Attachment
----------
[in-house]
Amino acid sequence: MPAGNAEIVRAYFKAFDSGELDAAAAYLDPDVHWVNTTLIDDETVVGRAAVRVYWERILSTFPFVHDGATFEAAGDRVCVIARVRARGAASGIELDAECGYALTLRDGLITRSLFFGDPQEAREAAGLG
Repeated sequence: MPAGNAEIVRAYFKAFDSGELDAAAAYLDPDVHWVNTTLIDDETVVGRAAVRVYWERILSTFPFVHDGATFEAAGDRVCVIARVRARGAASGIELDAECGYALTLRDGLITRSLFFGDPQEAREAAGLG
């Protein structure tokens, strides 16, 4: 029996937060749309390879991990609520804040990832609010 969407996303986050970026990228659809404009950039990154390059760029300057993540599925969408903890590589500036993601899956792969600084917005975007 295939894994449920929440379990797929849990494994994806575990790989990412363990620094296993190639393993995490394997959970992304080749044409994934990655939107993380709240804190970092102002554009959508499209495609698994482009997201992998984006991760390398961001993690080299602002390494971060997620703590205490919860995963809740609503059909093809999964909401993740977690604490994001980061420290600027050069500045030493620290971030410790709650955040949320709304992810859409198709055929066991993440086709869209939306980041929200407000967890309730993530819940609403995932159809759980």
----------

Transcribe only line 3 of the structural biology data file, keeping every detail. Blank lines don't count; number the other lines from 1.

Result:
Repeated sequence: MPAGNAEIVRAYFKAFDSGELDAAAAYLDPDVHWVNTTLIDDETVVGRAAVRVYWERILSTFPFVHDGATFEAAGDRVCVIARVRARGAASGIELDAECGYALTLRDGLITRSLFFGDPQEAREAAGLG